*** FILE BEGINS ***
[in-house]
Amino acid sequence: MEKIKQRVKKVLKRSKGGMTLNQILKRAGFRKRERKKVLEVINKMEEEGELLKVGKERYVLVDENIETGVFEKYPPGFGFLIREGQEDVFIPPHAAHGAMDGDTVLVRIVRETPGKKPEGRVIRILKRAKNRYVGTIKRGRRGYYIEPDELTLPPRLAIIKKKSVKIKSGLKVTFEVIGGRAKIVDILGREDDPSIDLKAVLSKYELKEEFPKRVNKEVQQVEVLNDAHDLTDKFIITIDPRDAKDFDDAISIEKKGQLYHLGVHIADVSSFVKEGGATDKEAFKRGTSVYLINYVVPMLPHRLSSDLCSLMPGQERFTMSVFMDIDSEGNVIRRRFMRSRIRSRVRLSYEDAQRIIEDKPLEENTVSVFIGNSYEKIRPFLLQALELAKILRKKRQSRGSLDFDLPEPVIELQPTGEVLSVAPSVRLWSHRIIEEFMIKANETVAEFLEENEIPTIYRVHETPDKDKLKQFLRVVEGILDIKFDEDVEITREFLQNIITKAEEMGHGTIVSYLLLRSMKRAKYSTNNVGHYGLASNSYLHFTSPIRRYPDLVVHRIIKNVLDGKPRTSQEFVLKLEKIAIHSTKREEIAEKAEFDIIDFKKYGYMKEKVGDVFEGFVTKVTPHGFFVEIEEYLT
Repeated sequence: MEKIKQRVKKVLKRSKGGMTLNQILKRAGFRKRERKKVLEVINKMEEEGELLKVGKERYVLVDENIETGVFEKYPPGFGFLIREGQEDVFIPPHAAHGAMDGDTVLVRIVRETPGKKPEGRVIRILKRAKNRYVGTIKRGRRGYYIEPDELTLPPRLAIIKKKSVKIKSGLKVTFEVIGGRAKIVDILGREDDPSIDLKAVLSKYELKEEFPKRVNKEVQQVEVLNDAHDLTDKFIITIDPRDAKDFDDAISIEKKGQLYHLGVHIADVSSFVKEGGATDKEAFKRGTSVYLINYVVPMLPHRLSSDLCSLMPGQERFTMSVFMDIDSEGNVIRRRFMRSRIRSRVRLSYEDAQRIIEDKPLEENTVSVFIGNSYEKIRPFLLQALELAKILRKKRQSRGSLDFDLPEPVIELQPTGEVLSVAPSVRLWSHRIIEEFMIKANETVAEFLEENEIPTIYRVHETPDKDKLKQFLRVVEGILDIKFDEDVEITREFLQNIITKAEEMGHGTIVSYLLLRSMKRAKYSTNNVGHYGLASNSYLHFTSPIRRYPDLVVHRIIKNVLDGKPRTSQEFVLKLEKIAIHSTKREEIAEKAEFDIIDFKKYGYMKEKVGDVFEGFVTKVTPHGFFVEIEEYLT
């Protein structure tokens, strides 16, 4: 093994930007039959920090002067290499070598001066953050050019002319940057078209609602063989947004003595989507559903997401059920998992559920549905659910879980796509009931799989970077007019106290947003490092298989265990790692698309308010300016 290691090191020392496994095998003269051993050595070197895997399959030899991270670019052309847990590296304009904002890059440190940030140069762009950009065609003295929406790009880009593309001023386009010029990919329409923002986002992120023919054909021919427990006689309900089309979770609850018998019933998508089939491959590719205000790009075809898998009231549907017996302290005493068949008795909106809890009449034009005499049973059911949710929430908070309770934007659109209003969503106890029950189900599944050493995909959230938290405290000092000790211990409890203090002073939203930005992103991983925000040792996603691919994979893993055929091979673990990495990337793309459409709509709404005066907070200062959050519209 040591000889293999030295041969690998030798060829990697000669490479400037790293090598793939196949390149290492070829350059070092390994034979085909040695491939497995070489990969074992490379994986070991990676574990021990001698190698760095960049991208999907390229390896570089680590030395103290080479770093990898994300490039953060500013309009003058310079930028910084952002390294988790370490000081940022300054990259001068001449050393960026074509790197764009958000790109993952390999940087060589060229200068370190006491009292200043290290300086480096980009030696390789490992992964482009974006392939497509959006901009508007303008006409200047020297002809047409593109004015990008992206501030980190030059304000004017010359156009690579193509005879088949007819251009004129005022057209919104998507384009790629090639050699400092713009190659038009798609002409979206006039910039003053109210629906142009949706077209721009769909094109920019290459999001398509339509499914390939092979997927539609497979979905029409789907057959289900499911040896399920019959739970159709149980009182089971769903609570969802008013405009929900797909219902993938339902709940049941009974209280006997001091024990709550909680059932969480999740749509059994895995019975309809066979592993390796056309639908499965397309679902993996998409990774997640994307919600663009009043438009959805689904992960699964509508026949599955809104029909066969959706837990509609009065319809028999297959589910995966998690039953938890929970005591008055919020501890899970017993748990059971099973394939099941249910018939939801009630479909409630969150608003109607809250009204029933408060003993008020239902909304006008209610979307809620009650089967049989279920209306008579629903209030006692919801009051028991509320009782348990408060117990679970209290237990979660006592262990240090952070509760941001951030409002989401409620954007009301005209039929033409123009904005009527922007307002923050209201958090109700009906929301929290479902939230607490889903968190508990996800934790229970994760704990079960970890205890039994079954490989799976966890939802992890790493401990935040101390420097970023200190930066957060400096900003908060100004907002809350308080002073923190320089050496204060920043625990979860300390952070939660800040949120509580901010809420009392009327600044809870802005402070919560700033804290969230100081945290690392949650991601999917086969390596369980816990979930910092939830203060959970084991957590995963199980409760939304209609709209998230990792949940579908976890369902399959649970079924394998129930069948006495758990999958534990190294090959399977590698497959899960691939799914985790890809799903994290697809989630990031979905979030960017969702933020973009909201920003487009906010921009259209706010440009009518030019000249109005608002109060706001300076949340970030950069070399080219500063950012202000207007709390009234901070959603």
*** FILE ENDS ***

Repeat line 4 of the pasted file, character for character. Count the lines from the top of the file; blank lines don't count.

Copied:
């Protein structure tokens, strides 16, 4: 093994930007039959920090002067290499070598001066953050050019002319940057078209609602063989947004003595989507559903997401059920998992559920549905659910879980796509009931799989970077007019106290947003490092298989265990790692698309308010300016 290691090191020392496994095998003269051993050595070197895997399959030899991270670019052309847990590296304009904002890059440190940030140069762009950009065609003295929406790009880009593309001023386009010029990919329409923002986002992120023919054909021919427990006689309900089309979770609850018998019933998508089939491959590719205000790009075809898998009231549907017996302290005493068949008795909106809890009449034009005499049973059911949710929430908070309770934007659109209003969503106890029950189900599944050493995909959230938290405290000092000790211990409890203090002073939203930005992103991983925000040792996603691919994979893993055929091979673990990495990337793309459409709509709404005066907070200062959050519209 040591000889293999030295041969690998030798060829990697000669490479400037790293090598793939196949390149290492070829350059070092390994034979085909040695491939497995070489990969074992490379994986070991990676574990021990001698190698760095960049991208999907390229390896570089680590030395103290080479770093990898994300490039953060500013309009003058310079930028910084952002390294988790370490000081940022300054990259001068001449050393960026074509790197764009958000790109993952390999940087060589060229200068370190006491009292200043290290300086480096980009030696390789490992992964482009974006392939497509959006901009508007303008006409200047020297002809047409593109004015990008992206501030980190030059304000004017010359156009690579193509005879088949007819251009004129005022057209919104998507384009790629090639050699400092713009190659038009798609002409979206006039910039003053109210629906142009949706077209721009769909094109920019290459999001398509339509499914390939092979997927539609497979979905029409789907057959289900499911040896399920019959739970159709149980009182089971769903609570969802008013405009929900797909219902993938339902709940049941009974209280006997001091024990709550909680059932969480999740749509059994895995019975309809066979592993390796056309639908499965397309679902993996998409990774997640994307919600663009009043438009959805689904992960699964509508026949599955809104029909066969959706837990509609009065319809028999297959589910995966998690039953938890929970005591008055919020501890899970017993748990059971099973394939099941249910018939939801009630479909409630969150608003109607809250009204029933408060003993008020239902909304006008209610979307809620009650089967049989279920209306008579629903209030006692919801009051028991509320009782348990408060117990679970209290237990979660006592262990240090952070509760941001951030409002989401409620954007009301005209039929033409123009904005009527922007307002923050209201958090109700009906929301929290479902939230607490889903968190508990996800934790229970994760704990079960970890205890039994079954490989799976966890939802992890790493401990935040101390420097970023200190930066957060400096900003908060100004907002809350308080002073923190320089050496204060920043625990979860300390952070939660800040949120509580901010809420009392009327600044809870802005402070919560700033804290969230100081945290690392949650991601999917086969390596369980816990979930910092939830203060959970084991957590995963199980409760939304209609709209998230990792949940579908976890369902399959649970079924394998129930069948006495758990999958534990190294090959399977590698497959899960691939799914985790890809799903994290697809989630990031979905979030960017969702933020973009909201920003487009906010921009259209706010440009009518030019000249109005608002109060706001300076949340970030950069070399080219500063950012202000207007709390009234901070959603």